Tuesday, January 21, 2014

Coal or Diamond - Part 5

image used under Creative Commons license, photo by Roger Barker
Galatians 6:7-8 (KJV)  Be not deceived; God is not mocked: for whatsoever a man soweth, that shall he also reap.  For he that soweth to his flesh shall of the flesh reap corruption; but he that soweth to the Spirit shall of the Spirit reap life everlasting. 

The reality of life is that we all have some form of pressure.  It's what comes next, as a result, that's a measure of the quality of the "gem".  Yes, there are some who are so flawed that the pressure breaks them.  But most of us come through the pressures better than when we went into them.  That's not to say that all of us recognize the sources of the pressures.  Nor does it mean we all come out at the same grade of gem-like quality.  And, for some. it takes longer under pressure to start to show any quality.

When you're a teenager, there can be enough angst for an army.  The world is a very unsure place and most teens have no clue how they fit in, yet.  Some may even wonder if they fit in at all.  There's a very unique maturation process that combines stretching the limits with self protection.  Our children use that period to define who they are, how they think, to create a set of values to live by.


I have to repeat something, here, that I've said briefly, before.  Psychology says that teens don't think maturely until the late teens.  I'm not so sure that it's that they can't as much as they just haven't been allowed to.  After Noah and the flood, we don't see the Bible mentioning people living multiple hundreds of years.  Something had changed.  Lifespans were relatively short compared to today.  We're starting to get closer to 100 only because of improvements in sanitation and medicine. And, even today, a Jewish boy's coming of age (Bar Mitzvah) is at the age of 13.  There wasn't the exploration of a lot of facets of life.  That 13 year old needed to be prepared to work a trade and create a family and heritage of his own.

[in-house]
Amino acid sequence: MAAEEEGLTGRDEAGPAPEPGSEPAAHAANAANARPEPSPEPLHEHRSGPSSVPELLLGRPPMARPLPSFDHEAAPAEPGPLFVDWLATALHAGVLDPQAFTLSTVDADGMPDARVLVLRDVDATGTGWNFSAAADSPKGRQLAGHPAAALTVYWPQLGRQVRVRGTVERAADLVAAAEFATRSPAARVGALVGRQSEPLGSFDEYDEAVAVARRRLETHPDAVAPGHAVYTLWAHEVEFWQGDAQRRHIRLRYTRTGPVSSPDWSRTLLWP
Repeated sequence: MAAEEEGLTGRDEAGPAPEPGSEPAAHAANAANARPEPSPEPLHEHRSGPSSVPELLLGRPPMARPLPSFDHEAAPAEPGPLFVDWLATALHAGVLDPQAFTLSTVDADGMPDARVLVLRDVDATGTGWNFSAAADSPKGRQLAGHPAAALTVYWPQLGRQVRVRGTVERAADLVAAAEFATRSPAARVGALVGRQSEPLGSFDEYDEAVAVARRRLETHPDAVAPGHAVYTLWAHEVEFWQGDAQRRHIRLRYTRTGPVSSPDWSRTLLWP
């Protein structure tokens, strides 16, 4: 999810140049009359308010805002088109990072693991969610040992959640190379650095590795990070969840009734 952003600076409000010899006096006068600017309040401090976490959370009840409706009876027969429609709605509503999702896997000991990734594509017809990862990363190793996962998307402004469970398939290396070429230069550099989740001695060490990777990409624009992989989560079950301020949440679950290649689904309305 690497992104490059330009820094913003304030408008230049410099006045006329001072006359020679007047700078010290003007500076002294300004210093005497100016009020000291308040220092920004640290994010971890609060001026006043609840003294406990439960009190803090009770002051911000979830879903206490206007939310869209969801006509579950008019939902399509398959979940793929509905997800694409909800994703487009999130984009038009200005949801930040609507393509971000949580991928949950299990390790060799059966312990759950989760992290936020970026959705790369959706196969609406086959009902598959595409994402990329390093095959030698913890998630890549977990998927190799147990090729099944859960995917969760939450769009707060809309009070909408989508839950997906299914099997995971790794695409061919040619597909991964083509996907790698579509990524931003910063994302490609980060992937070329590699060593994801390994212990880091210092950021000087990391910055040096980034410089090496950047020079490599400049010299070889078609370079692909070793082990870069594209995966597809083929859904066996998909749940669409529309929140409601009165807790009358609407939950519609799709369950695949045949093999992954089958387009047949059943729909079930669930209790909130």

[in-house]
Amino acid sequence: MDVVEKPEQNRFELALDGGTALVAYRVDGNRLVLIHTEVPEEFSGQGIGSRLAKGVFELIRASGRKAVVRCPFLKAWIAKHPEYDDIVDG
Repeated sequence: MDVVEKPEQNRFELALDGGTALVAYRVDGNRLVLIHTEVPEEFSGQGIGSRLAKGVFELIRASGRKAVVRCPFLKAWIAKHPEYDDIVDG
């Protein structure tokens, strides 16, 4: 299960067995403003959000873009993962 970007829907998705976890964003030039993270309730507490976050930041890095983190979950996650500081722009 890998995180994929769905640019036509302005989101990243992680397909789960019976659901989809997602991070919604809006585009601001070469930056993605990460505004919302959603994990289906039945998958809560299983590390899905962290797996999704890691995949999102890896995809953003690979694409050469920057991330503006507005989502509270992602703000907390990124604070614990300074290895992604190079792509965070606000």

Proverbs 6:6 (KJV)  Go to the ant, thou sluggard; consider her ways, and be wise:

Somehow, while modern society still values work, the emphasis shifted to the mental, rather than the physical.  As a result, the late twentieth century and twenty first century teens have been in this educational cocoon that gives them more freedom to explore, greater opportunities to learn, but less preparation to think at 13 or 15.  Maturity becomes stunted and delayed by the values of society. Experience gets replaced by education instead of the two working together to allow the child to become the adult they were designed to be.

I experienced that more than most.  My parents, because they loved me, were very protective. Because of my physical limitations, education became more important.  But, while God had given me a little extra between the earlobes, I was still shooting for "cool".  That had its blessings, as well as creating attitudes that would later create some big problems in my life.

I discovered Jack Kerouac and Allen Ginsberg,  before the hippies even existed.  I learned to question pretty much everything.  And I discovered how much I love jazz.  Maybe because it was both "cool" and it was different from the norm.